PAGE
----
Ridge Racer (series)

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Ridge Racer
Genres Auto racing
Developers Namco
Publishers Namco
Platforms Arcade, PlayStation, PlayStation 2, PlayStation 3, PSP, PlayStation Vita, Nintendo 64, GameCube, Nintendo DS, Nintendo 3DS, Xbox, Xbox 360, Mobile phones, Microsoft Windows
Platform of origin Arcade
Year of inception 1993
First release Ridge Racer
October 7, 1993
Latest release Ridge Racer Slipstream
December 19, 2013
Official website www.ridgeracer.com/

Ridge Racer (リッジレーサー) is a series of arcade racing games developed and published by Namco for both the arcade and various gaming systems. In each of the games, players take part in street races set in and around the fictional Ridge City while utilizing the concepts of drift racing to quickly traverse corners. The series is inspired by Megalopolis Expressway Trial film series, which had the similar theme.

Gameplay[edit]

While there are differences amongst the various games, the basic gameplay in the Ridge Racer series has remained relatively consistent. Races take place on tracks laid out on city streets and other public roads. Starting in last place, players have a limited number of laps in which they can overtake opponents and ultimately win the race. As many of the turns on the course were not intended to be taken at race speeds, players drift through the corners, attempting to maintain as much speed as possible.

In the arcade games (and the home versions based on those games), the players also race against a timer, with time extended for each successfully-completed lap of the course. The race will end if the timer expires or the player completes the final lap of the race, whichever occurs first. In the console-exclusive versions, players must finish the race in a minimum assigned place in order to advance through the game.

Later games in the series expanded these basics by introducing cars with different drifting characteristics; some cars could be made to drift quite easily, but were more challenging to control, while other cars were harder to initiate drift yet easier to control. Another recent addition was "nitrous", which would give the player's car a short burst of additional speed and could be replenished by drifting through corners at high speeds.

Recurring elements[edit]

Race courses[edit]

The tracks in the Ridge Racer series are located in and around Ridge City, a fictional coastal metropolis. Ridge City's environs are geographically diverse, including beaches, forests, grasslands and mountains. The actual scope of Ridge City has changed over the series, with new regions and new tracks added continually. Most versions of the game incorporate the original courses from the Ridge Racer and Ridge Racer 2 arcade games. Many of the tracks in a given game share components, with sections added or removed to alter the course layout, and some games allow the courses to be run in the opposite direction.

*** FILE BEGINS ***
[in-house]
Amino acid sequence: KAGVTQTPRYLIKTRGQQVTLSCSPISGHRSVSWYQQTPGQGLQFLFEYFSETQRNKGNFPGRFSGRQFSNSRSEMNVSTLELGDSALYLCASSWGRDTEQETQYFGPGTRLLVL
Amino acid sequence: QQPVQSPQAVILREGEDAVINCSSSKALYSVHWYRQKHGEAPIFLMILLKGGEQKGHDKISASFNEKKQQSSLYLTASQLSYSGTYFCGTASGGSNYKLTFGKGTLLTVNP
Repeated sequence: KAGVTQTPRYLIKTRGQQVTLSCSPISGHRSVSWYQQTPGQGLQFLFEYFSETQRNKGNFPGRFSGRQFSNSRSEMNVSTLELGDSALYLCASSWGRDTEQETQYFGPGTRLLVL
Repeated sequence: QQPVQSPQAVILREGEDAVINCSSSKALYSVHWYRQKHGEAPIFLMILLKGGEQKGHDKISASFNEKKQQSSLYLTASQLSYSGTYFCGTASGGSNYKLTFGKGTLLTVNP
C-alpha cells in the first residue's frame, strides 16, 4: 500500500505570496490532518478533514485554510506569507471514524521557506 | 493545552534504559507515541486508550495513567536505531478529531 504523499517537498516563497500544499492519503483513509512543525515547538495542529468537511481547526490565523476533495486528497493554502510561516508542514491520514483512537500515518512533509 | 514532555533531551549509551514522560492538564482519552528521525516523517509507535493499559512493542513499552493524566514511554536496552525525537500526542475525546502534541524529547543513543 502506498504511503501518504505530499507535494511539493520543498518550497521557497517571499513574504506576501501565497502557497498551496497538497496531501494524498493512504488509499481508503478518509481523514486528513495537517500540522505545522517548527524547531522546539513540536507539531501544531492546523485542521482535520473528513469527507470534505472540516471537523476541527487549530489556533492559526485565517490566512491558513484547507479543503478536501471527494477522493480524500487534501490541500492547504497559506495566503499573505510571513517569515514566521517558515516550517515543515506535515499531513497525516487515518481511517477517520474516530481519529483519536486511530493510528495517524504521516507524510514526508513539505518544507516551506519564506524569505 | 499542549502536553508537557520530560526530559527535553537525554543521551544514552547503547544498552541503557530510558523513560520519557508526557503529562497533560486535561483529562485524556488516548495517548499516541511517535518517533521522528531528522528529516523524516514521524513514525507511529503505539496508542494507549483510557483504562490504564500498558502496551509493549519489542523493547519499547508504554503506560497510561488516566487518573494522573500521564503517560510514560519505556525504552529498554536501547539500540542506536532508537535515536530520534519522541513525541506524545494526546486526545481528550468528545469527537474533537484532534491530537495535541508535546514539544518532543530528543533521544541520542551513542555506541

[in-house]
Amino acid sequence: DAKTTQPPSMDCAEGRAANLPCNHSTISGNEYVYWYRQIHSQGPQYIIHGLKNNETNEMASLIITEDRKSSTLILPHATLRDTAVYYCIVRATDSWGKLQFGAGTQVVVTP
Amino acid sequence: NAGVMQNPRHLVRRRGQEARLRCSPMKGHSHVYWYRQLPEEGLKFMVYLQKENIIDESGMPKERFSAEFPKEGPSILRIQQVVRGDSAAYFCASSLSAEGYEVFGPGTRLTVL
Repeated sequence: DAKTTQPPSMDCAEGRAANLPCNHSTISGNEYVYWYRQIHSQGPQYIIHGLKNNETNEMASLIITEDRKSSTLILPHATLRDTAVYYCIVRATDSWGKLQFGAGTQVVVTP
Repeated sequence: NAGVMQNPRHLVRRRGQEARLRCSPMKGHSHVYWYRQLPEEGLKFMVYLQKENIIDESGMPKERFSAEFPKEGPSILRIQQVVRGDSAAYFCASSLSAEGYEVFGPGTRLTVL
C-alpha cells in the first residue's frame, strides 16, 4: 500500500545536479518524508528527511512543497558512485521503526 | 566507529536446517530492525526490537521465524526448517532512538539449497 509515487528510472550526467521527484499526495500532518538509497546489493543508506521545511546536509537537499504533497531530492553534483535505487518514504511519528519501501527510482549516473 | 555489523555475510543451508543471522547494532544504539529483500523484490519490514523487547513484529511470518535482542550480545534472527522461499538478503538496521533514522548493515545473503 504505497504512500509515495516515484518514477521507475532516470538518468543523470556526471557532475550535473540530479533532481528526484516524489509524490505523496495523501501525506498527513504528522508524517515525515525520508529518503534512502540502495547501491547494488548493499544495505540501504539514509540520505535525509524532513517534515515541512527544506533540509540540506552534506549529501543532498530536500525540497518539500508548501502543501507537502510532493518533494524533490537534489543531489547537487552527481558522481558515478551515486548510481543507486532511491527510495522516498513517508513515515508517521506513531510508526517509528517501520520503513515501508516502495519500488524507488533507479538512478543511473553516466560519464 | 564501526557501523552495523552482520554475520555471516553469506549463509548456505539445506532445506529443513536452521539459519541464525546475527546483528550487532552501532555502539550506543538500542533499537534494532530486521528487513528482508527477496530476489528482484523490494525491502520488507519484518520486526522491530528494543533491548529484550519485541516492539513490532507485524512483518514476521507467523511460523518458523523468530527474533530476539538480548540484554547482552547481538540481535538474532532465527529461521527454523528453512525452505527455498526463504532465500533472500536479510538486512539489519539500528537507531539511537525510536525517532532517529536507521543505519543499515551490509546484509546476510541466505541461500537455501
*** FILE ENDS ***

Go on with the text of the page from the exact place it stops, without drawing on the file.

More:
Cars[edit]

The Ridge Racer games generally use fictional cars with styling inspired by real-life cars of the day. Later games introduced fictional auto companies that offer multiple vehicles; for example, "Kamata" is a Japanese manufacturer specializing in sport compacts, while the Italian "Assoluto" produces high-performance supercars and the American "Danver" marque makes muscle cars, trucks and SUVs. Cars in the series have taken their names and sponsors from various Namco-produced video games.

Reiko Nagase[edit]

Reiko Nagase, as seen in Ridge Racer 6.

Reiko Nagase (永瀬麗子 Nagase Reiko?) is the name of the series' most prominent race queen mascot. Initially appearing as an unnamed grid girl, and later in a full motion video intro for Rave Racer directed by Kei Yoshimizu from Keica,[1] the character was named officially in Rage Racer.[2][3]

In 1998's R4: Ridge Racer Type 4, she was given more prominence, as the opening animation, which used a Kimara Lovelace song, was a short story starring her,[4] and introduced a redesign to her 3D model by Kei Yoshimizu.[5] This is when Namco started giving more exposure to the character, heavily using her image to promote the game.[6][7] In the same game, she is identified as the sender of a fax mail to Pac Racing Club, an Easter egg triggered by completing a specific in-game task.